A decade after military planners began its design, the largest construction project in Tennessee is starting over with a new and different layout.
The Department of Energy's Uranium Processing Facility in Oak Ridge has been revamped to help reduce its escalating costs by more than a third.
But the head of the federal agency building the proposed $6.5 billion complex said Thursday the project is still needed to upgrade the aging Y-12 weapons plant and the project should still spur business across the Tennessee Valley as it is built in the next decade.
Retired Lt. Gen. Frank Klotz, a Department of Energy undersecretary who heads the National Nuclear Security Administration, said one part of the Oak Ridge facility, Building 9212, is more than 60 years old.
"There are a lot of concerns about the safety and functionality of structures that old," Klotz said after visiting Y-12 this week.
In 2005, DOE proposed what was projected to be a $600 million single complex to bring Y-12 up to date. But since then, costs for that idea ballooned to an estimated $10 billion or more, forcing a revamp of the design in the past six months.
Under the leadership of Oak Ridge National Laboratory Director Thom Mason, a "Red Team" of experts cut the costs of the new Y-12 complex to $6.5 billion by moving to modular units in a more distributed design, not all of which will require the highest environmental and security features of the most sensitive operations.
Klotz, who received the Red Team recommendation in April, called the new design "a prudent and reasonable approach" that DOE is also using at a plutonium plant at Los Alamos National Lab in New Mexico.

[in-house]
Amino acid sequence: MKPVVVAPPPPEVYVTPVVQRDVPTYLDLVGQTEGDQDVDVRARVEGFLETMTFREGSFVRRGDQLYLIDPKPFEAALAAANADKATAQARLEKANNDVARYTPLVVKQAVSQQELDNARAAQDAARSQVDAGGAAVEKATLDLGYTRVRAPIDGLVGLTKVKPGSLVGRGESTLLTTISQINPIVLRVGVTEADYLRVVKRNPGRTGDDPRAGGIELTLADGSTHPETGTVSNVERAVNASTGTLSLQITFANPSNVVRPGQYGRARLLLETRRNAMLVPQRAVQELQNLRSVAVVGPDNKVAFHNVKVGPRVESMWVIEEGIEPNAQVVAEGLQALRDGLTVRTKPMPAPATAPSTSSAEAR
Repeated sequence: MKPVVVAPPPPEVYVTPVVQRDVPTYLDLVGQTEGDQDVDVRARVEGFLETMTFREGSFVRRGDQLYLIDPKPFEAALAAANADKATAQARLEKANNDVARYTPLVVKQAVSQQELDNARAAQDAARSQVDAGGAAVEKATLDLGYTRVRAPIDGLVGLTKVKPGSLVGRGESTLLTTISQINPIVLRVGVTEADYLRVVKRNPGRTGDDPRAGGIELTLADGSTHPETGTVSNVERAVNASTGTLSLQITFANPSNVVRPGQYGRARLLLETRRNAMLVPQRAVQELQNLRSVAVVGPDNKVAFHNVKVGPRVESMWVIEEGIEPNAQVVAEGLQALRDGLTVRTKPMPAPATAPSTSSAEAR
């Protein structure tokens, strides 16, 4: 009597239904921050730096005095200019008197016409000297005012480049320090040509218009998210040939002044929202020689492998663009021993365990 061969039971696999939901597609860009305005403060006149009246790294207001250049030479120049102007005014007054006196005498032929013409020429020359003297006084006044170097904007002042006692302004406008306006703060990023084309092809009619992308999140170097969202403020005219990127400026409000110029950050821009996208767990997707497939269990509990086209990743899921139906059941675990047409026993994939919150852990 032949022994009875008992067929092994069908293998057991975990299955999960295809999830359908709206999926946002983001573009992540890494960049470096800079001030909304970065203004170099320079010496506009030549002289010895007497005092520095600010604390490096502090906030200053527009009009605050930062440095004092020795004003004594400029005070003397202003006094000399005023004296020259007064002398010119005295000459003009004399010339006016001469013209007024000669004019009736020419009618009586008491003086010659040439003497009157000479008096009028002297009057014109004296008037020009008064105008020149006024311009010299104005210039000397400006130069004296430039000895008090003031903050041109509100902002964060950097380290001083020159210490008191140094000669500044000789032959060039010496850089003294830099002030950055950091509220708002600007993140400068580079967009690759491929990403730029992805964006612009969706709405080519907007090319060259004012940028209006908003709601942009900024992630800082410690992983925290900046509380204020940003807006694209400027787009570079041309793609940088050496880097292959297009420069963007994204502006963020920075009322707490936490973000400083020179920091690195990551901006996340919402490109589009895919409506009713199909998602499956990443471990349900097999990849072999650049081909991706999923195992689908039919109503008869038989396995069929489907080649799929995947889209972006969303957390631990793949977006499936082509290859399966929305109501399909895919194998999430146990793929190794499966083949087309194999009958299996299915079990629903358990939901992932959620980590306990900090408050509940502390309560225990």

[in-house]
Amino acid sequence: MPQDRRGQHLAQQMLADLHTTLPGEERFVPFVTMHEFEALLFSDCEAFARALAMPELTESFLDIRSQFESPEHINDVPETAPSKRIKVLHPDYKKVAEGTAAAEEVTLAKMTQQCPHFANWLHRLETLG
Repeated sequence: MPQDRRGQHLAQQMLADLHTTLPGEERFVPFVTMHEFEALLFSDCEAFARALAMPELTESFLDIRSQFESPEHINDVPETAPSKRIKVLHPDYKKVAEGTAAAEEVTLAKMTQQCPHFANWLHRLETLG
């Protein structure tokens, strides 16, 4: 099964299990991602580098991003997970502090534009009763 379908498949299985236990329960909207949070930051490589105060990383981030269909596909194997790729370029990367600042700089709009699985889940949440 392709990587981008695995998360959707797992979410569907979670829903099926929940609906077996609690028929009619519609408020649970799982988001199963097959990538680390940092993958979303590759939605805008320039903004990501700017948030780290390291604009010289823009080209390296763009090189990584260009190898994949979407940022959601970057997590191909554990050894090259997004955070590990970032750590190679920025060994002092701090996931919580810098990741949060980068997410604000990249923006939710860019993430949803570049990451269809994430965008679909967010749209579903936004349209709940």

"We hope to be able to use much of the work that we have done so far, but to be perfectly honest not all of our work in going to carry over," said Steven Erhart, manager of the 7,000-employee Y-12 National Security Complex in Oak Ridge.
U.S. Rep. Chuck Fleischmann, R-Tenn.., met with Klotz during the Tennessee Valley Corridor summit and said Thursday he "is satisfied that the project is moving forward" with the new design.
"I have been a strong advocate for the UPF since I've been in Congress because the nation needs enriched uranium," he said. "The Red Team, I think, did a very good job and is going to get this back on track."
Fleischmann said the massive project should create business opportunities for many Chattanooga builders and businesses. Last year, he led a conference that attracted more than 200 companies in Chattanooga interested in finding out about how to possibly do work for the Oak Ridge project.
Before such contracts are awarded, however, the new plan must be fully designed.
To help limit cost overruns that have beset many DOE projects, the department now requires more than 90 percent of all of the plant to be designed and planned before construction begins, Erhart said.
At a Mixed Oxide Fuel fabrication plant being built at DOE's Savannah River Site in South Carolina, design work and calculations were not done before the project began. DOE has now proposed that that facility be halted in September because of cost overruns that have swelled the program costs for the MOX program to $30 billion. Even though the South Carolina plant is nearly half built, it may be scrapped to pursue other, less expensive programs. Klotz said.
Such construction cost overruns, Klotz said, are because of the new and unique challenge of building new nuclear facilities. But he also said the government needs to do better.
U.S. Sen. Lamar Alexander, R-Tenn., told DOE officials in April they should pursue a similar Red Team revision strategy at the MOX plant that was used at the UPF project in Oak Ridge.
Contact Dave Flessner at email@example.com or 757-6340.